by Denise Krebs
by Denise Krebs
I’m excited that I got up early this morning for the #geniushour chat. It used to be at a convenient time when I lived in North America. Now I’m living in the Middle East, and so I have to get up by 5:00 a.m. on a Friday, which is a weekend day here. Not so bad because I became re-inspired and re-ignited in a topic I am passionate about.
That topic is handing the reigns over to my students. Allowing them to learn and make and choose how to show their learning. It’s not always easy to give choices when we are mandated to test and cover so much material. However, when students are entrusted with learning–real learning, not just to pass a test learning–they are empowered and motivated. It makes every moment of school better!
This morning I actually was the moderator for the #geniushour chat because I wanted to ask questions about differentiating genius hour for students with special needs or English language learners. My questions were timely because months ago I signed up to lead a session on genius hour: “Genius Hour: Productive, Creative, and Empowered Students.” That session is tomorrow at the ELT Conference here in Bahrain, “Differentiation That Makes a Difference.”
Here are the questions we asked and answered at this morning’s chat…
Q1 – Do you differentiate during #geniushour? How?
Q2 – What are some of the most common reasons you need to differentiate #geniushour?
Q3 – How do you help your ELL students? Do you need to differentiate for them?
Q4 – How do you adapt #geniushour for students with IEPs? Any tips to share?
Q5 – Why do you think #geniushour is great for all learners?
Q6 – Any general #geniushour successes that you want to share? Tips and links to share?
I was excited to hear the answers from such a variety of teachers. Many shared that the nature of genius hour is already differentiated. Pure differentiation. Others had suggestions for how they differentiate. Here are a selection of the tweets they shared:
After this morning, I tend to agree with the pure differentiation crowd. Students decide what they will learn and how. The term differentiation is usually paired with instruction, but really it’s always about learning.
Students will learn in the right conditions. According to Carol Ann Tomlinson, we can help create the right conditions when we take into account the student characteristics of readiness, interest, and learning profile, which includes these four facets of learning profile: gender, culture, learning style, and intelligence preference.¹ Teachers can differentiate the curriculum when they make adjustments on content, process and products.²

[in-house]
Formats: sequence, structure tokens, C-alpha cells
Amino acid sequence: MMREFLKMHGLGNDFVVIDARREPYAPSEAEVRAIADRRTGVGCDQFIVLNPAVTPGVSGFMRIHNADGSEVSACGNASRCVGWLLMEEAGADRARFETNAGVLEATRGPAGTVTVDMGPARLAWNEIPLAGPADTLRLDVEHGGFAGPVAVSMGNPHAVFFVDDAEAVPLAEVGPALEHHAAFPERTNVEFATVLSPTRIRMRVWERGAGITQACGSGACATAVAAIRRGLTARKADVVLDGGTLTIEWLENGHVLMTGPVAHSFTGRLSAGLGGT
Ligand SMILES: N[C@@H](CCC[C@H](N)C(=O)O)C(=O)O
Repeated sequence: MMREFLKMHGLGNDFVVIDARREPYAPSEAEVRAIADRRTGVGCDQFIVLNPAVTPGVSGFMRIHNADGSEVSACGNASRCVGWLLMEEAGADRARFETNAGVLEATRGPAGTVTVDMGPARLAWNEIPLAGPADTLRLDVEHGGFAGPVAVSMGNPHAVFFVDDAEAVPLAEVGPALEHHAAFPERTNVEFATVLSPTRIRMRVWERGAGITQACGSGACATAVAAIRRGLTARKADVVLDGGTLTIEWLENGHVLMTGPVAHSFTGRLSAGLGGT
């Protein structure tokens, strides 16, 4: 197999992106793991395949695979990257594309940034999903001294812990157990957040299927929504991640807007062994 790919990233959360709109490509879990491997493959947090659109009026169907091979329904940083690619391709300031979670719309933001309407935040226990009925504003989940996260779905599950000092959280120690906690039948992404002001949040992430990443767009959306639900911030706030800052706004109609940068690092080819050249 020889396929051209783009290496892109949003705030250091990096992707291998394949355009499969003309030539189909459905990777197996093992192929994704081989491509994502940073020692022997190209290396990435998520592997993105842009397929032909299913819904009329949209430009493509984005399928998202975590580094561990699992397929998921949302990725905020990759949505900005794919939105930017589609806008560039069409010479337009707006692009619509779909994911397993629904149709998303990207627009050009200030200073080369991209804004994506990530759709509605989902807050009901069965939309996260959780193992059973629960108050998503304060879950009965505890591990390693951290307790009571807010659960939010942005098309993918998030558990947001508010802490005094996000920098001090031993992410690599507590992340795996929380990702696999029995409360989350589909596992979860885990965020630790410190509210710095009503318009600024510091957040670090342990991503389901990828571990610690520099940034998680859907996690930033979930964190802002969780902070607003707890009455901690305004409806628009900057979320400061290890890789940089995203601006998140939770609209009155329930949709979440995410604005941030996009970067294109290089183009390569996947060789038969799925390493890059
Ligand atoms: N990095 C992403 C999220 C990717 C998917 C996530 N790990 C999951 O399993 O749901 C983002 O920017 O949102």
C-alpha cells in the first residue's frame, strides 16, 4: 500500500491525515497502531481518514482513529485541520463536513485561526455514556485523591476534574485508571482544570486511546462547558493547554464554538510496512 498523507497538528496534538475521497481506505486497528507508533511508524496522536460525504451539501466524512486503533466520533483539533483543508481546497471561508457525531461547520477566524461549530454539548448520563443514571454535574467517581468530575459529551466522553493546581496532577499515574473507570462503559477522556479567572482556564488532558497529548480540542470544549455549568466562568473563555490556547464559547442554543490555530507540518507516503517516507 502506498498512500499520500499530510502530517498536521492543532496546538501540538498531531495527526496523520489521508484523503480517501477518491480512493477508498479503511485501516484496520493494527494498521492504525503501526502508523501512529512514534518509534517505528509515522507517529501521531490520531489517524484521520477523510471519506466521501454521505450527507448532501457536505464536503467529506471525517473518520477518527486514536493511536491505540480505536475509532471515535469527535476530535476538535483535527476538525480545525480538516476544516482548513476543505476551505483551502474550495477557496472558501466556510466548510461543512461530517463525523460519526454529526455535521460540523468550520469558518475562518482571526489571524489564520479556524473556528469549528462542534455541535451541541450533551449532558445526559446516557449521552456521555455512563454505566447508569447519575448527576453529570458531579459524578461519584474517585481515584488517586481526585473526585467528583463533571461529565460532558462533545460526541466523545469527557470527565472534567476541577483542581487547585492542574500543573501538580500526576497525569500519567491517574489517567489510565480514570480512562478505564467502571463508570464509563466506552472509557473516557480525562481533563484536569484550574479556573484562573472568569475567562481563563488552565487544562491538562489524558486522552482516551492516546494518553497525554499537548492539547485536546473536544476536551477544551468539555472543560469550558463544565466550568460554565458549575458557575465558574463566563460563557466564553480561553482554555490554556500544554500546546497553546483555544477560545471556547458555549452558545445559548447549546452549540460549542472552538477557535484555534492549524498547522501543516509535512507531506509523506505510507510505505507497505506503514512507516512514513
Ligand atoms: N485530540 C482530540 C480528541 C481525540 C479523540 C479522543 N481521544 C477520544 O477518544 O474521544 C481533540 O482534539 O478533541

In genius hour we hand over power to the students. They choose what they are ready for. They choose what they are interested in. They choose based on their learning profile. They choose the content they want to learn. They choose the process to use to get to that end. They choose the product to show their learning. Throughout, the teacher is available for scaffolding, guiding, helping, leading as needed. Primarily, it’s about the learning, not the knowledge the teacher is imparting.
In my current work as an English teacher in a foreign country, though, I am learning that genius hour looks a little different here. (Or is it the fact that I moved from junior high to kindergarten.) According to most of my friends this morning at the Twitter chat, it seems that the very nature of genius hour is differentiation at its best.
Do you agree? Is it already differentiated or are their special things you do for ELL students? What if they are all ELL students, like mine?
If you have something to share, will you please add one or more tips for using genius hour with English language learners to this Linoit? (I’ll share your comments with the participants at the conference.)
¹”Faculty Conversation: Carol Tomlinson on Differentiation.” University of Virginia. Curry School of Education, 15 Feb. 2011. Web. 06 Mar. 2015. <http://curry.virginia.edu/articles/carole-tomlinson-on-differentiation>.